The Ortwo is incredibly easy to fill, too, since it attaches to a glass cup with a mouth thats wide enough to fill without spills. The grinding can be set for six different sizes from fine to chunky for every recipe. The angled cylinder lets the grinder rest upright on the counter or table without spilling ground pepper haphazardly. Not just for pepper, the Ortwo can be used for a variety of spices and seeds, and the clear glass jar makes it simple to see which is pepper and which is allspice.
Great for cooks who have ogled giant steakhouse pepper grinders, this 17-inch grinder will certainly make a statement at the table as it's being passed around. Its handcrafted in the United States by a family-owned company, made from sustainably grown wood, and designed to last a lifetime. It has a two-step grinding process that first crushes the peppercorns for the best release of flavor, and then it finishes the grinding in the second step. It can be set for as many as 33 different grind sizes from fine to coarse and has a pop-out grinding mechanism that makes it easy to clean if its ever necessary. This beautiful pepper mill is available in several different stains, and the company also makes smaller pepper mills as well as salt mills to suit every dining table.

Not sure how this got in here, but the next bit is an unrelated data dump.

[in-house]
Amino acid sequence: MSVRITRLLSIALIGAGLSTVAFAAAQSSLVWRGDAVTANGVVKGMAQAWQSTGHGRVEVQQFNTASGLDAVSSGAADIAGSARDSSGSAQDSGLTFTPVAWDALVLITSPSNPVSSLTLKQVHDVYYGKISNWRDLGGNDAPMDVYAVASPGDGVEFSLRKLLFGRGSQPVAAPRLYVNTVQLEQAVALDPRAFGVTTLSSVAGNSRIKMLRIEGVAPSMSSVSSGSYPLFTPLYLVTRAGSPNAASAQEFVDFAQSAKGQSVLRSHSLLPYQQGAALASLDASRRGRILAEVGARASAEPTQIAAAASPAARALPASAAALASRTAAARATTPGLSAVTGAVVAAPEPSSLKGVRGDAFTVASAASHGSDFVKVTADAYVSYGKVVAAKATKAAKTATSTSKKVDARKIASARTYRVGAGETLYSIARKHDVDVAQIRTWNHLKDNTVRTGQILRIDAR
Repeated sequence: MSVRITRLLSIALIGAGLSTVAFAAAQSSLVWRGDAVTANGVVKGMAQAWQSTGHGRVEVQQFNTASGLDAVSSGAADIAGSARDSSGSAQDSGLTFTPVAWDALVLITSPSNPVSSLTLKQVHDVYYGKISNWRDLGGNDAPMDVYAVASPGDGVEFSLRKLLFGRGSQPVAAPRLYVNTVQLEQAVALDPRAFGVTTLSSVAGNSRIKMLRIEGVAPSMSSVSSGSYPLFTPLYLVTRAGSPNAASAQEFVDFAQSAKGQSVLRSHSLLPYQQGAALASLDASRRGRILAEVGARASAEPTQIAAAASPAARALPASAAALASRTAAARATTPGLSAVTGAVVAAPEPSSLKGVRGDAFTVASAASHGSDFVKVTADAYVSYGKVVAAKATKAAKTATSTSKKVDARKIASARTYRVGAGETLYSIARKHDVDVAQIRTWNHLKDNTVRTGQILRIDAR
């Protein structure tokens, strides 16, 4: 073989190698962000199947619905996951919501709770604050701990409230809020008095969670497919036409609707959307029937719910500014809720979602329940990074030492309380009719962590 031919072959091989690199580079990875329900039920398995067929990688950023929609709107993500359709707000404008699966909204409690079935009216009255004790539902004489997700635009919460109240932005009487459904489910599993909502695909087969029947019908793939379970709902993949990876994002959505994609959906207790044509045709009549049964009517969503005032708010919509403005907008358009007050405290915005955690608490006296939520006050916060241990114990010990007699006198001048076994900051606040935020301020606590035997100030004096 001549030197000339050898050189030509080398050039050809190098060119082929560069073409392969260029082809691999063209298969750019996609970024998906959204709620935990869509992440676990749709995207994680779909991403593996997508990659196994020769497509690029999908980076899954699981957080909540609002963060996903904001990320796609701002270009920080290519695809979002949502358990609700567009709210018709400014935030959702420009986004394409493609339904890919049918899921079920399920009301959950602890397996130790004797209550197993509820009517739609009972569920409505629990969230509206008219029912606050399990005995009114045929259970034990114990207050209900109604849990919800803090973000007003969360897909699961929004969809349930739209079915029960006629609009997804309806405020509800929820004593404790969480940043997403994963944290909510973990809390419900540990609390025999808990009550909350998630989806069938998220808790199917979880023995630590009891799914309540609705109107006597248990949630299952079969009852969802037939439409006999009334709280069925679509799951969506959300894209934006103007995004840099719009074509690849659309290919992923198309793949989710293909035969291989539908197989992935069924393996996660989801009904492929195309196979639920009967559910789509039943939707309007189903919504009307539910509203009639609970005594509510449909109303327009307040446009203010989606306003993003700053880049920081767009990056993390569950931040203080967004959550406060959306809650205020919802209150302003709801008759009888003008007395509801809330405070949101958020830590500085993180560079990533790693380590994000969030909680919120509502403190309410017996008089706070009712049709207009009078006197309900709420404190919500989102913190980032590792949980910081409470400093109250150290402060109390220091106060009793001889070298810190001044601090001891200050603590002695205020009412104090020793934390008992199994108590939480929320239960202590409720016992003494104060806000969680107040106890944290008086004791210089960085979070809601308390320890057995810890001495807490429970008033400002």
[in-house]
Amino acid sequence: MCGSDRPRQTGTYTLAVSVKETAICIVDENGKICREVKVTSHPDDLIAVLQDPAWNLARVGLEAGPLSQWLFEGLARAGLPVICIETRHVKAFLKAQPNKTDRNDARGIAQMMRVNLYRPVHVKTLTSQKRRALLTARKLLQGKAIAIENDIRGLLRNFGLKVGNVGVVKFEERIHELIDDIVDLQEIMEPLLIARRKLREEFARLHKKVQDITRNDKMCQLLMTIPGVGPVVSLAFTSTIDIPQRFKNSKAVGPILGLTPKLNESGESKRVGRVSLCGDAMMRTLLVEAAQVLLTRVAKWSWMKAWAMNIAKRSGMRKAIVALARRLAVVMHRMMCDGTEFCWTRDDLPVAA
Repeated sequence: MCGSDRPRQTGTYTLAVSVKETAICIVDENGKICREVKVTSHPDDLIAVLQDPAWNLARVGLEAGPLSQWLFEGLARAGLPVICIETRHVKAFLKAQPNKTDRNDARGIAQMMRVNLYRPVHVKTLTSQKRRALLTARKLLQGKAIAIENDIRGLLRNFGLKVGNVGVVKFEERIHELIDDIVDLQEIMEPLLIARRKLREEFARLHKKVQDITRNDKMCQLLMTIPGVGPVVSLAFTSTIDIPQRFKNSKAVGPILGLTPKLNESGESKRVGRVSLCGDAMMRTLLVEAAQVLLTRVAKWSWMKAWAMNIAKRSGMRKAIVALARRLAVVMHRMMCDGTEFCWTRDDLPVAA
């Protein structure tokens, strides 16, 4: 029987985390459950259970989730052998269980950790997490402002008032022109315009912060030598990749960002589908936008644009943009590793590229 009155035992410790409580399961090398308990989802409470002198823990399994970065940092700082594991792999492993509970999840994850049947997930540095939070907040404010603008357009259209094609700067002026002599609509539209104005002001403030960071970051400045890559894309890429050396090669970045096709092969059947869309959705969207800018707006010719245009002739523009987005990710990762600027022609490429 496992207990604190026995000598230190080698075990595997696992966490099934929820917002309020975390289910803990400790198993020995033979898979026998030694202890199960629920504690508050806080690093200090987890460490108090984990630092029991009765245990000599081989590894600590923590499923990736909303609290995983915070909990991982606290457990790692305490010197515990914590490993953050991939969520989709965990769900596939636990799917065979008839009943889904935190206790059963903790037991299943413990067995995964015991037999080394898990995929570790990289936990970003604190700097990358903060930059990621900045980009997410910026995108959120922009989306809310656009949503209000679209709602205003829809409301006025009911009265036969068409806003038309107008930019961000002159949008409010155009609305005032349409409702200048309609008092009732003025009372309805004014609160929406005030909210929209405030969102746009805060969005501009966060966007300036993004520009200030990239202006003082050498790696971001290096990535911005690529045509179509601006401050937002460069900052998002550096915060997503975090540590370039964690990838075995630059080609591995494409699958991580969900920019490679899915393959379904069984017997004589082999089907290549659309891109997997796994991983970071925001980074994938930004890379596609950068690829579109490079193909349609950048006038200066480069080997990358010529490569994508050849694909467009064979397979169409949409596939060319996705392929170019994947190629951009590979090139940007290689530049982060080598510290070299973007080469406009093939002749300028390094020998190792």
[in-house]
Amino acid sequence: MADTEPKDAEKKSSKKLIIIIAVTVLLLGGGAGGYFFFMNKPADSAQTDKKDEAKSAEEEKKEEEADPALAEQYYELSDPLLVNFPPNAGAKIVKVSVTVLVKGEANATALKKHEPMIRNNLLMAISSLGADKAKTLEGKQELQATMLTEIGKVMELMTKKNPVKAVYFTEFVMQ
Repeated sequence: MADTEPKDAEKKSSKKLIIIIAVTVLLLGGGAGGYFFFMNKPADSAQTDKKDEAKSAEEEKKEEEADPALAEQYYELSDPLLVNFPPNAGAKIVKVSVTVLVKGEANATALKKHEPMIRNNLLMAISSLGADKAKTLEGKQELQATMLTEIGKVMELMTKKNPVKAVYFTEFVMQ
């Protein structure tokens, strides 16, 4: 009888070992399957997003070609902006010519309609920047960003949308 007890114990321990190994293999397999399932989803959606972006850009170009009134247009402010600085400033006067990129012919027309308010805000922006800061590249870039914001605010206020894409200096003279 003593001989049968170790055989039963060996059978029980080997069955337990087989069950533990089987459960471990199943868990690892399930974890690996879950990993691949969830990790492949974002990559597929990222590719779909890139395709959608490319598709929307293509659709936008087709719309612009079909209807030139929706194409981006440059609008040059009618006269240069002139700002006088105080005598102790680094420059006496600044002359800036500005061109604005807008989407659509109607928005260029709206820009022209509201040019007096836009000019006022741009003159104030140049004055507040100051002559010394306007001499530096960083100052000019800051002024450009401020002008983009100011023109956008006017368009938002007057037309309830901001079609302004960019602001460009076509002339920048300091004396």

These little grinders are ready to travel, whether its to work, on a road trip, or just to Grandmas house to surreptitiously add some flavor to lunch. Theyre also adorable to put at each place setting for a party and to give as party favors when dinner is done. Theyre easy to use one-handed, so theyre great in the kitchen, too, to add a finishing touch to plates as theyre headed to the dining room. These are clear, making it easy to see which is salt and which is pepper, and they come with a clear stand to keep them neatly in place wherever they rest.
They come with a small pouch that can be tucked into a backpack, a pocket, or luggage without worrying about accidental grinding and spills. A sample of sea salt and pepper comes with the set, meaning they're ready for grinding immediately. This set is also available in stainless steel.
The OXO Good Grips Pepper Grinder (view at Amazon) is our top pick because of how easy it is to use. Plus, it features a coarseness selector and a clear body so you can see how much pepper is left. If you're going for a classic, high-end aesthetic, try the Zassenhaus Speyer 5.1-Inch Dark Stained Beech Pepper Mill (view at Amazon). The wooden, German-made grinder evokes old-world craftsmanship.